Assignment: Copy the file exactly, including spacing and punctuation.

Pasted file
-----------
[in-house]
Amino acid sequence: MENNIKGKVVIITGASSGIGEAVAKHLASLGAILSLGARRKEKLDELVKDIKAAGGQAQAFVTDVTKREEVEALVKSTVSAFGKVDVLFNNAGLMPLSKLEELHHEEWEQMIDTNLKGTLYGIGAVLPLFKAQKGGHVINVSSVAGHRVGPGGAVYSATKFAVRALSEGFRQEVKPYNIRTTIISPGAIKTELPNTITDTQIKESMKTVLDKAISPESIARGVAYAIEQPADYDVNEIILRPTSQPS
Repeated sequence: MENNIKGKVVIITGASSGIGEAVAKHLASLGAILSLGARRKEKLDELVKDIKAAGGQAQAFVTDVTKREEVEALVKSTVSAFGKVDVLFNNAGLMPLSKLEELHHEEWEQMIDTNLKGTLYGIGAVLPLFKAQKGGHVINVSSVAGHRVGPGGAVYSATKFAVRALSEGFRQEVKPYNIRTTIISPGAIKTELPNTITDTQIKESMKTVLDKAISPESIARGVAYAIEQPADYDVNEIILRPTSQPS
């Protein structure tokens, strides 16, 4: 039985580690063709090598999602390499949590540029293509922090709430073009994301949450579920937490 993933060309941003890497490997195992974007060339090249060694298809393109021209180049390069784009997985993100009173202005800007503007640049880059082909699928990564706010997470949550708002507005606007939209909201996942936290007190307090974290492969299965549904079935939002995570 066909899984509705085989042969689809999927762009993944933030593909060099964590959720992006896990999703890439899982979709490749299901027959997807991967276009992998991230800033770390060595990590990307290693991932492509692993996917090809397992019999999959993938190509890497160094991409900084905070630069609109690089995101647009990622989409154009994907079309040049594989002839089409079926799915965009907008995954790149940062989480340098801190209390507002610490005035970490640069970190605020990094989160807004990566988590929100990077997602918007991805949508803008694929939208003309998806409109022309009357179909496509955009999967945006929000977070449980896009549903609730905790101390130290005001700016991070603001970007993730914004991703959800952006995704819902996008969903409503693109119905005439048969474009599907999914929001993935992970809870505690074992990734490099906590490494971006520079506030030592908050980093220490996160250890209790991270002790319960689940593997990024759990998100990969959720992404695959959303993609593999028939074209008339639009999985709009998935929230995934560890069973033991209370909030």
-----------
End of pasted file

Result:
[in-house]
Amino acid sequence: MENNIKGKVVIITGASSGIGEAVAKHLASLGAILSLGARRKEKLDELVKDIKAAGGQAQAFVTDVTKREEVEALVKSTVSAFGKVDVLFNNAGLMPLSKLEELHHEEWEQMIDTNLKGTLYGIGAVLPLFKAQKGGHVINVSSVAGHRVGPGGAVYSATKFAVRALSEGFRQEVKPYNIRTTIISPGAIKTELPNTITDTQIKESMKTVLDKAISPESIARGVAYAIEQPADYDVNEIILRPTSQPS
Repeated sequence: MENNIKGKVVIITGASSGIGEAVAKHLASLGAILSLGARRKEKLDELVKDIKAAGGQAQAFVTDVTKREEVEALVKSTVSAFGKVDVLFNNAGLMPLSKLEELHHEEWEQMIDTNLKGTLYGIGAVLPLFKAQKGGHVINVSSVAGHRVGPGGAVYSATKFAVRALSEGFRQEVKPYNIRTTIISPGAIKTELPNTITDTQIKESMKTVLDKAISPESIARGVAYAIEQPADYDVNEIILRPTSQPS
């Protein structure tokens, strides 16, 4: 039985580690063709090598999602390499949590540029293509922090709430073009994301949450579920937490 993933060309941003890497490997195992974007060339090249060694298809393109021209180049390069784009997985993100009173202005800007503007640049880059082909699928990564706010997470949550708002507005606007939209909201996942936290007190307090974290492969299965549904079935939002995570 066909899984509705085989042969689809999927762009993944933030593909060099964590959720992006896990999703890439899982979709490749299901027959997807991967276009992998991230800033770390060595990590990307290693991932492509692993996917090809397992019999999959993938190509890497160094991409900084905070630069609109690089995101647009990622989409154009994907079309040049594989002839089409079926799915965009907008995954790149940062989480340098801190209390507002610490005035970490640069970190605020990094989160807004990566988590929100990077997602918007991805949508803008694929939208003309998806409109022309009357179909496509955009999967945006929000977070449980896009549903609730905790101390130290005001700016991070603001970007993730914004991703959800952006995704819902996008969903409503693109119905005439048969474009599907999914929001993935992970809870505690074992990734490099906590490494971006520079506030030592908050980093220490996160250890209790991270002790319960689940593997990024759990998100990969959720992404695959959303993609593999028939074209008339639009999985709009998935929230995934560890069973033991209370909030």